Once, maybe ten years ago, I was lugging a heavy bag of groceries home from the store. I turned the corner on my block to see a bunch of high school boys at the other end walking toward me with that easy slouchy not-in-a-hurry grace of teenagers. One of them was tall and rangy and there was something about the way he walked that I admired and I looked at him and thought, geeze, he would be just the type I would’ve had a crush on in high school, the type who never would have noticed me. As we got closer he raised his hand and said, “Hey Mom,” and I realized it was my son. Not sure why this poem makes me think of that day, that wonder and confusion and almost embarrassment, but it does.
– Jill Bialosky
There was the hour
when raging with fever
they thrashed. The hour
when they called out in fright.
The hour when they fell asleep
against our bodies, the hour
when without us they might die.
The hour before school
and the hour after.
The hour when we buttered their toast
and made them meals
from the four important food groups—
what else could we do to insure they’d get strong and grow?
There was the hour where we were the spectators
at a recital, baseball game,
when they debuted in the school play.
There was the silent hour in the car
when they were angry. The hour
when they broke curfew. The hour
when we waited for the turn of the lock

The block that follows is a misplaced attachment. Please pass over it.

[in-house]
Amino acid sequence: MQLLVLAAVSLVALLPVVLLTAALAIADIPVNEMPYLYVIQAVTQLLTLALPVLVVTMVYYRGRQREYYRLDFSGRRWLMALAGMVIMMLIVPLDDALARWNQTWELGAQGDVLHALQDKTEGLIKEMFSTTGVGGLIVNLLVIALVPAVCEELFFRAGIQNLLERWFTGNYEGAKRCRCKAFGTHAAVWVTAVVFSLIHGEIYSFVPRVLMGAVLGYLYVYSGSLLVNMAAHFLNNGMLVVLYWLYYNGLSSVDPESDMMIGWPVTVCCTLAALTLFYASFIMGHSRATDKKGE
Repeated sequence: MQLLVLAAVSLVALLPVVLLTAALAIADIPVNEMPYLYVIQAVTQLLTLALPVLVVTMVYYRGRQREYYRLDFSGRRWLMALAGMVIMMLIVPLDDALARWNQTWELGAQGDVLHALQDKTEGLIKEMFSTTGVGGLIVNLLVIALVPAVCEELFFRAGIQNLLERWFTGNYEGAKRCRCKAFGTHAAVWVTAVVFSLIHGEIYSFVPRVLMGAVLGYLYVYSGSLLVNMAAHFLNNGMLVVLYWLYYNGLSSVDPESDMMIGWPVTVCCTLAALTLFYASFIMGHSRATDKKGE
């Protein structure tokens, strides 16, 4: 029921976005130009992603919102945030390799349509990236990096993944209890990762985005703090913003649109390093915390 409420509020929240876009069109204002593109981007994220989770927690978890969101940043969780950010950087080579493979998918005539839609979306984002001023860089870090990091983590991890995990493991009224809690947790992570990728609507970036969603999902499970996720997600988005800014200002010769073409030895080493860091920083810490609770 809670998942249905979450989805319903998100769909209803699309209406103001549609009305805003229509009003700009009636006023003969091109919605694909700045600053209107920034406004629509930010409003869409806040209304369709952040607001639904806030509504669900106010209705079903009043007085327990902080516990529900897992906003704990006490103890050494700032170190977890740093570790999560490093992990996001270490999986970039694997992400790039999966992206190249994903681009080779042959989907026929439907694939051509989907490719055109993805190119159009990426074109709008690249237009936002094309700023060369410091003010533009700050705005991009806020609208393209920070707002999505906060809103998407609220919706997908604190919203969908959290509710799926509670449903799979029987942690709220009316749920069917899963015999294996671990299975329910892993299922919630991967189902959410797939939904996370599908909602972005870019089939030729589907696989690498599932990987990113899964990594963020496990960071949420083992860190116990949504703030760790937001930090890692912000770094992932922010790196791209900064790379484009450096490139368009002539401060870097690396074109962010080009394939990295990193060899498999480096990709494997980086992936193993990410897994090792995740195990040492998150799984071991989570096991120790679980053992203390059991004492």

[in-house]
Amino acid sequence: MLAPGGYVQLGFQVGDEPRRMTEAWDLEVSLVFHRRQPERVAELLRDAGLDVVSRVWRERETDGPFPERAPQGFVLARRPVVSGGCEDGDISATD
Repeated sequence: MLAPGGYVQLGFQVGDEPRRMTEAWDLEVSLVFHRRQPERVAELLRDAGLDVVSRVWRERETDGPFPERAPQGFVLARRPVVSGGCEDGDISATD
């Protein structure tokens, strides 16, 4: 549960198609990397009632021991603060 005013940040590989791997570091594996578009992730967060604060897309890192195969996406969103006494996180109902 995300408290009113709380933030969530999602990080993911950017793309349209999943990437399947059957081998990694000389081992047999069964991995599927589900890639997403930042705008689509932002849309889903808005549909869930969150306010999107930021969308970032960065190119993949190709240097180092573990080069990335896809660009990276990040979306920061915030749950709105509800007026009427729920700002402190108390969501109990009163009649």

knowing they were safe and we could finally
close our eyes and sleep. The hour
when they were hurt
or betrayed and there was nothing we could do
to ease the pain.
There was the hour
when we stood by their bedsides with ginger-ale
or juice until the fever broke. The hour
when we lost our temper and the hour
we were filled with regret. The hour
when we slapped their cheeks and held
our hand in wonder.
The hour when we wished for more.
The hour when their tall and strong bodies,
their newly formed curves and angles in their faces
and Adam’s apple surprised us—
who had they become?
Hours when we waited and waited.
When we rushed home from the office
or sat in their teacher’s classroom
awaiting the report of where they stumbled
and where they excelled, the hours
when they were without us, the precious hour
we did not want to lose each year
even if it meant another hour of daylight.
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